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Hey all do I really need 6 lbs. of bones to make stock? I usually use between 1 -2 lbs.!

Hey guys good morning/evening well I am a huge proponent of making and consuming stocks, I believe the nutritional benefits they give us are unmatched by anything else!

I always made my stocks with maybe 4-5-6 bones, totalling around 1-2 lbs., however I have read many recipes, namely Emeril for example and other websites', where they ask for 6lbs.!!!!!

In my opinion it is not the quantity of the bones, it is only important that you simmer for many many hours and include lots of root vegetables/herbs/spices and such . .

My stocks taste great however I wanted to make sure that I am getting the best benefit out of these stocks and would hate to know that I will never get a nutrient rich stock with less than 6lbs!

Ok thank you have a nice day :)

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  1. NEED 6LBS?? I don't know.

    I use the carcasses of 2 Costco (or similar) chickens. (They fill a large zip top bag so that many bones would be about the same.)

    Anyway, I put that much chicken in my slow cooker and let it go for a day. When I strain off I get 2 pints of stock.

    So how much is that by weight?? I don't know.

    The question I have for you is, are you happy with your stock??


    1. hey man thank you! i am happy yes, however i am really anal when it comes to food. i guess if you really think about it, 2lbs of bones vs 6lbs of bones it wouldn't make sense that one is "wrong" or "right . . any amount of bones will add nutrients. yes 6lbs would probably be a more nutrient rich stock but 2lbs. is probably just fine :)
      have a good one then :)

      1. i'm not sure what your goal is with your stock, but if it's nutrients, well then the more you put in the more you'll get out. you can't extract more than what you've already taken out.

        my thing is just to fill up the pot as much as i possibly can because i want an intense stock. the last one i did was 8.5lbs... but that was an intense pork ramen base i had going for 10hrs to feed about 10 ppl. apparently it was quite good.

        1. How much stock are you making? How much do they make? It's the relative quantity of bones that matters.

          1. Your question can't be correctly answered unless you tell us what VOLUME of stock you want to make. The ratio used in the Culinary Institute of America stock recipes is 5-6 lbs of bones per gallon of water. This is what I try to use when I make stock and it comes out richly flavored and with lots of lip smacking gelatin.

            Why don't you just try an experiment? Make two stocks side by side, one with 1-2lbs per gallon and one at 5-6 lbs per gallon and see what the differences are in terms of taste, mouth fell, how they work for soups or when greatly reduced in a stock.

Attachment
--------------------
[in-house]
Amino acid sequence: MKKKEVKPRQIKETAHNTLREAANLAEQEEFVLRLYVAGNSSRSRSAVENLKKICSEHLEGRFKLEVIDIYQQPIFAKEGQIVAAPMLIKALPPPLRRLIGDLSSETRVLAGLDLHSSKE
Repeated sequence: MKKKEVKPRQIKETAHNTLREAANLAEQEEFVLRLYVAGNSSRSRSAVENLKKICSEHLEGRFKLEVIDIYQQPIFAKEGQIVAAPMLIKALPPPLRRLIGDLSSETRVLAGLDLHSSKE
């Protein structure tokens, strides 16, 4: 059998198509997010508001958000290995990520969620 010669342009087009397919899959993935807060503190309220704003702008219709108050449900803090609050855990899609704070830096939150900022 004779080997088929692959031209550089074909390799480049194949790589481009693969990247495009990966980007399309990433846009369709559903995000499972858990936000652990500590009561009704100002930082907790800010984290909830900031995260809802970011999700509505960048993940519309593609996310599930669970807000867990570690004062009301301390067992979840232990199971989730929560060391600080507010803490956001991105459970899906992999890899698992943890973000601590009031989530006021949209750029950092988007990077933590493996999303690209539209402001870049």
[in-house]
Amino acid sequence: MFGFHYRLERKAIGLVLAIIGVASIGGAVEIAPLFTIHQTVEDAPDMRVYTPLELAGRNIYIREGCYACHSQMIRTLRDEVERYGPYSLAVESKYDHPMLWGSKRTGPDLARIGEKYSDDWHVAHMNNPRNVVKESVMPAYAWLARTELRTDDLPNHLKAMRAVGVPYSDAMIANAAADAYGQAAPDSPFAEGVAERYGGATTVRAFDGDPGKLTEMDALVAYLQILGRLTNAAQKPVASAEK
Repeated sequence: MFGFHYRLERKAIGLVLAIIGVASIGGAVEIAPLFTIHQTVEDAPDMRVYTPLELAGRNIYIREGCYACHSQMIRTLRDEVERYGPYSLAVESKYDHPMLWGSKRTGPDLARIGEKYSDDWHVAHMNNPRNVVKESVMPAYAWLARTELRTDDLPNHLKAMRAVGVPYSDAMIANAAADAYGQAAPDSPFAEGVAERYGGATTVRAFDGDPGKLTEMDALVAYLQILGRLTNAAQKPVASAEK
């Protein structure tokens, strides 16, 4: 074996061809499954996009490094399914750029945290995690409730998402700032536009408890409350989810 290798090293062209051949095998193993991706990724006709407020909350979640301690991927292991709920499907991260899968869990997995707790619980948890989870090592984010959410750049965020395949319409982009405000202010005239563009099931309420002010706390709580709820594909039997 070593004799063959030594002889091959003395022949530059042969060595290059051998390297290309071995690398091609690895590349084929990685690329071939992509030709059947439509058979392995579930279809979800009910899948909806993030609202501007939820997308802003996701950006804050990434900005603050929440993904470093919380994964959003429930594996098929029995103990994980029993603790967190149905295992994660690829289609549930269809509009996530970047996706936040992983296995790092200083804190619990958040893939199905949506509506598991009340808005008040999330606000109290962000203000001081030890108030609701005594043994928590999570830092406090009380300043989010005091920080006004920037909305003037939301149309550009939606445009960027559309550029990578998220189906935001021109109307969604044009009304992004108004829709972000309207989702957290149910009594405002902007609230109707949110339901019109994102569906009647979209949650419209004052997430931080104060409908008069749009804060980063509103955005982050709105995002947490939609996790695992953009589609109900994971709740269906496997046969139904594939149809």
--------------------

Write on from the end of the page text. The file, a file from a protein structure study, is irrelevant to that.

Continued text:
2 Replies
            1. re: kmcarr

              hey sorry it took awhile i have been busy, as we all have :)

              jeez that would be tough all i know is i use a 8qt pot (i am getting a 20qt stock pot very very soon just for this purpose :D ) with about 1-2lbs of bones and then i throw a bunch of parsnips, onions, celery, carrots, garlic in as well (plus spices and then the red wine deglaze part). . i try to follow emeril's recipe. . . all i know is the first and only time i did this, which was last week, my first time making beef stock, because i put too many vegetables in i couldn't fit much water, so i literally ended up with maybe 2 1/2 cups to 3 cups of the stock . . which was a hugely smaller quantity than when i usually make the pork stock i usually make!

              it's ok it was my first attempt i will try again :)
              i think what turns me away is the amount of bones, when i look at this 6lb bag of bones i have i can't even imagine that fitting into any stockpot let alone a 20qt one, but i guess it's possible! i will have to order up another set of bones then (i highly recommend humanly raised non-gmo fed beef from storm hill co-op, purchased from atmytable.com, BEST there is!)

              thanks you guys i will follow somewhere between emeril's 1.5 gallons per 7lbs. and CIA's 1 gallon per 5-6lbs.! thank you again have a good weekend :)

              1. re: kmcarr

                and i'm sorry i should have answered your other question . . i would ultimately like 1 gallon of stock everytime i attempt this which would yield me 16 cups of stock which is great! however i can't possibly fit 12-14lbs of bones into my pot so i will have to settle with a yield of 8cups, or .5 gallon :)
                thanks again

              2. It also depends on what kind of stock you are making. I use about 8 pounds of roasted soup bones or beef shanks with meat attached for a gallon of beef stock. I use a crock pot on low for 10 hours so I get everything out of those ingredients.

                For chicken stock, if 2 or 3 pounds of bones were mostly large bones like leg and thigh bones, that would probably be enough. I would want to add some meat to it. though. Ican buy leg quarters for 59 cents per pound so I am not beyond roasting an extra leg quarter when I am making a meal of them just so I can throw one into the stock. I would throw a chicken foot or two in except that chicken feet are $1.59 per pound. I can buy a leg quarter for 59 cents per pound....ridiculous!